Tuesday, 11 December 2012

Women Bishops debate and meeting the future Archbishop

Tomorrow there is a general debate in the House of Commons on women bishops. I have met with and spoken to many constituents and church leaders on this issue. On thursday I am also looking forward to a breakfast meeting with Bishop Justin Welby. I know that Bishop Justin, soon to be Archbishop, is keen to sort out the 'anomaly' of having women priests, but not women bishops, but that he is also a respecter of the  church democratic process.
I want women Bishops. But I am strongly of the view that by far the best outcome for everyone will be for the church to resolve its own issues. That is what I shall be arguing if I get the chance to speak tomorrow. To be fair there exists maybe a dozen MPs  [at most] out of 650 who are so exorcised by the failure to allow women bishops under the church's own democratic system that they wish to seek parliament to change the rules. Given the amount of issues that our parliamentary members disagree upon a majority of 640 to a dozen is amazing. There is zero prospect of parliamentary action.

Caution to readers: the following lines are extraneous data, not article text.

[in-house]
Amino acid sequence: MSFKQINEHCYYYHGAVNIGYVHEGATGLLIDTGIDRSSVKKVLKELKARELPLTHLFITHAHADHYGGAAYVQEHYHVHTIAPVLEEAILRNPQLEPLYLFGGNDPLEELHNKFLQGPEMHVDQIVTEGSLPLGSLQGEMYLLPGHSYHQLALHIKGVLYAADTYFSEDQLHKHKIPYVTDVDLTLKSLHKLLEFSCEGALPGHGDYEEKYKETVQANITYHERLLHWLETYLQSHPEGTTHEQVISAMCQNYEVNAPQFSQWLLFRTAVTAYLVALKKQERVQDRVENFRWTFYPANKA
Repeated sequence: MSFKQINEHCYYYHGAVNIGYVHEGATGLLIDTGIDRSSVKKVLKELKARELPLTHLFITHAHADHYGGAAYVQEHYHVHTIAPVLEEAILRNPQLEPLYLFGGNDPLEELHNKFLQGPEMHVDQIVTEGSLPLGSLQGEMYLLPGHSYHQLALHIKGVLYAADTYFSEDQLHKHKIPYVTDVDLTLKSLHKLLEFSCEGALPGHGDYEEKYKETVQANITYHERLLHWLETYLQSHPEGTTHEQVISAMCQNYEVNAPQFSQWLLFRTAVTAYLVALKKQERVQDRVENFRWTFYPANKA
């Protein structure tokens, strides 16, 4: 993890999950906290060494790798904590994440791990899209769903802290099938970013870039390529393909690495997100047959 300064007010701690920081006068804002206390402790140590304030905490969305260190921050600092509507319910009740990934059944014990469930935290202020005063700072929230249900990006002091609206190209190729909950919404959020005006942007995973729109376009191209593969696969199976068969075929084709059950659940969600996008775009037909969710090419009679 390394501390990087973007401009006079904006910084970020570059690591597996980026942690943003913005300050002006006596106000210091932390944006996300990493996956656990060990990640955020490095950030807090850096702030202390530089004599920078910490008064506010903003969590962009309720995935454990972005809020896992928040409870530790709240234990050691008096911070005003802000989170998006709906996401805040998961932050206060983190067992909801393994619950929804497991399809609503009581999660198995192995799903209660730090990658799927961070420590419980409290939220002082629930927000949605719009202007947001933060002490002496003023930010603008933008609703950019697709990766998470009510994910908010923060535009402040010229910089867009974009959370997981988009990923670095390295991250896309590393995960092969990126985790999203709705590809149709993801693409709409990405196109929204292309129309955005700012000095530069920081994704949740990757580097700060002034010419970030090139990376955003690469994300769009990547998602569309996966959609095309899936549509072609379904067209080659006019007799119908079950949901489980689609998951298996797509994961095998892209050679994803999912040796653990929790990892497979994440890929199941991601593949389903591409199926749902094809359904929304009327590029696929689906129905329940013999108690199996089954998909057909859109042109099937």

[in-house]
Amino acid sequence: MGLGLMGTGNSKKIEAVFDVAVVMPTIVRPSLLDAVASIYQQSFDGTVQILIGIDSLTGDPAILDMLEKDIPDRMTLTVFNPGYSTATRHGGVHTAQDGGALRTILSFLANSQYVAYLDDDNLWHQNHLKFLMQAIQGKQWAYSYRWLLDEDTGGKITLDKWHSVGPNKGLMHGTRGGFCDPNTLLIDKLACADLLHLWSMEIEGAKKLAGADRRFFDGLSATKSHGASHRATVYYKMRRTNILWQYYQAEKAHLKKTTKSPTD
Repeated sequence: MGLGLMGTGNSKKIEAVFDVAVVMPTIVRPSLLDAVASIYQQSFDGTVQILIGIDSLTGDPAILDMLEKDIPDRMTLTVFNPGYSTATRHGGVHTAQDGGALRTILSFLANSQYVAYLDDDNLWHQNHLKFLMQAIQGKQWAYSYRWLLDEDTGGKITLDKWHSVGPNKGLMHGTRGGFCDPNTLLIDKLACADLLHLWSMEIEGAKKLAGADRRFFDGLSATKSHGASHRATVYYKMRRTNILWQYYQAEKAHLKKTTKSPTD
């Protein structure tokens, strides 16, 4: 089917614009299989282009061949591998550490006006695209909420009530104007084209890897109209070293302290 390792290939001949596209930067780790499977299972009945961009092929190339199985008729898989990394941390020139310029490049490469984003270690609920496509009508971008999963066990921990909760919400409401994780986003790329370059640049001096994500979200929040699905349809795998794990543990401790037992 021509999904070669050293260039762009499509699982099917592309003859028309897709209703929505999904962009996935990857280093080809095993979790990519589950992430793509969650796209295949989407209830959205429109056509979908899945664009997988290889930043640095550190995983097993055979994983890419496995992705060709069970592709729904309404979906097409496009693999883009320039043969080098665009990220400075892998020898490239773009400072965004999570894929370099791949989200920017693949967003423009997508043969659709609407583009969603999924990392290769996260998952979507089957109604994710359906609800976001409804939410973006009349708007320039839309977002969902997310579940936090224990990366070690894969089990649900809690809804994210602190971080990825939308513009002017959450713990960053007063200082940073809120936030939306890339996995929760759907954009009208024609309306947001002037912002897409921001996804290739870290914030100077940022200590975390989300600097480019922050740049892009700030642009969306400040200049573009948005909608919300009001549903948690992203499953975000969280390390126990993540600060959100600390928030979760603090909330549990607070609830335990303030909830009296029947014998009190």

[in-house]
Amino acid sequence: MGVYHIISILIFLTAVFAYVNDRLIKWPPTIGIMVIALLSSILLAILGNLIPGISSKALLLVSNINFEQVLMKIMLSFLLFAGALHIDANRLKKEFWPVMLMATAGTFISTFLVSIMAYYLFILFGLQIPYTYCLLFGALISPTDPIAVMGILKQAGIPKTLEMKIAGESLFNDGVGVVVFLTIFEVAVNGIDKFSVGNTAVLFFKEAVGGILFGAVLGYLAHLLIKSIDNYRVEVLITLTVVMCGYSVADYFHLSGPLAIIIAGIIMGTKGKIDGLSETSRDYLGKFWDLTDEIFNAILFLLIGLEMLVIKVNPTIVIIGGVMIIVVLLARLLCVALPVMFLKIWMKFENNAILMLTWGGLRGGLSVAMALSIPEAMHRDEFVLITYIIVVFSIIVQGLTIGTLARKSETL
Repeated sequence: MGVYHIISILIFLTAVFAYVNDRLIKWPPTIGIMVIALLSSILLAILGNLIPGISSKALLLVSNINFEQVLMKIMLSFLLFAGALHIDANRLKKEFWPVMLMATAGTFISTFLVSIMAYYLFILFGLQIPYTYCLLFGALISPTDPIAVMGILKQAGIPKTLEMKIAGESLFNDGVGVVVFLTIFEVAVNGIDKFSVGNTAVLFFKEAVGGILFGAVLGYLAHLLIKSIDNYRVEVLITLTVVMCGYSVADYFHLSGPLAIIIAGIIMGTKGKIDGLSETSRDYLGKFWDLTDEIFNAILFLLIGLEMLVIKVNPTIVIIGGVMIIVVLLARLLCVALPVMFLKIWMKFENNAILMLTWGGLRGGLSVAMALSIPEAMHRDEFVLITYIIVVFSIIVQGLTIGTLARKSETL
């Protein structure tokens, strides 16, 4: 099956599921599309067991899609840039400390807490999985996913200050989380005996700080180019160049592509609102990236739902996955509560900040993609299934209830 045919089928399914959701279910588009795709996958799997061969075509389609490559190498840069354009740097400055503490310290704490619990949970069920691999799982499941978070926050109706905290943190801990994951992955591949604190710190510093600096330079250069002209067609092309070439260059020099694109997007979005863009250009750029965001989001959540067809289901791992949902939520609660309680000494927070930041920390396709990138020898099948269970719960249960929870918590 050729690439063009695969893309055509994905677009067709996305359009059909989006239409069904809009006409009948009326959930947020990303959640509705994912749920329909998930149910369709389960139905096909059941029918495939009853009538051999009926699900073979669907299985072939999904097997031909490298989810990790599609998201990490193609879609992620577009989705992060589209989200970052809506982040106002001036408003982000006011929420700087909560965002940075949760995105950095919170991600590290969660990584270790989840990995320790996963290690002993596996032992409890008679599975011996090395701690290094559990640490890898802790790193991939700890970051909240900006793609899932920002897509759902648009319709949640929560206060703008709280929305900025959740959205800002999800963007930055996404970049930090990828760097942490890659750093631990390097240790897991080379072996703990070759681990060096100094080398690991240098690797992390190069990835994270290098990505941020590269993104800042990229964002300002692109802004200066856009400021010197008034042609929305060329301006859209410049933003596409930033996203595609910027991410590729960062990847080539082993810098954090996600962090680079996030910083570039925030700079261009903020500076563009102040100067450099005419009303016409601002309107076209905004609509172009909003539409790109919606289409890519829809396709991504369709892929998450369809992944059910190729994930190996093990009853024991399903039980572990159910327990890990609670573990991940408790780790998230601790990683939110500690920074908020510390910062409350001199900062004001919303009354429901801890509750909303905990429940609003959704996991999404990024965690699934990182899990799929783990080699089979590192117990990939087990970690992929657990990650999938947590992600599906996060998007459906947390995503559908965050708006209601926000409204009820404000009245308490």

The last word on this issue should go to one of my local priests who wrote very eloquently:
"It is worth reminding ourselves that there will be women bishoips, the principle has already been decided. We've failed in the small print." She added that whilst the press focused on division and difficulties the press gallery was empty when the Synod discussed youth unemployment and supporting better wages for the poorest in our society. On that point I sympathise! For my part, I am confident that women bishops will happen, and the church should be given time to resolve this matter itself. But the final word should go to Bishop Martin of Newcastle who commented wisely that the Church "remains lovingly and faithfully at the service of the people of England".
I could not agree more. As we approach a cold winter, with genuine economic problems and considerable ongoing social deprivation at home, and serious conflict abroad, now is the time when we need the Church more than ever - whether the leaders of the service, or the church, are a man or a woman.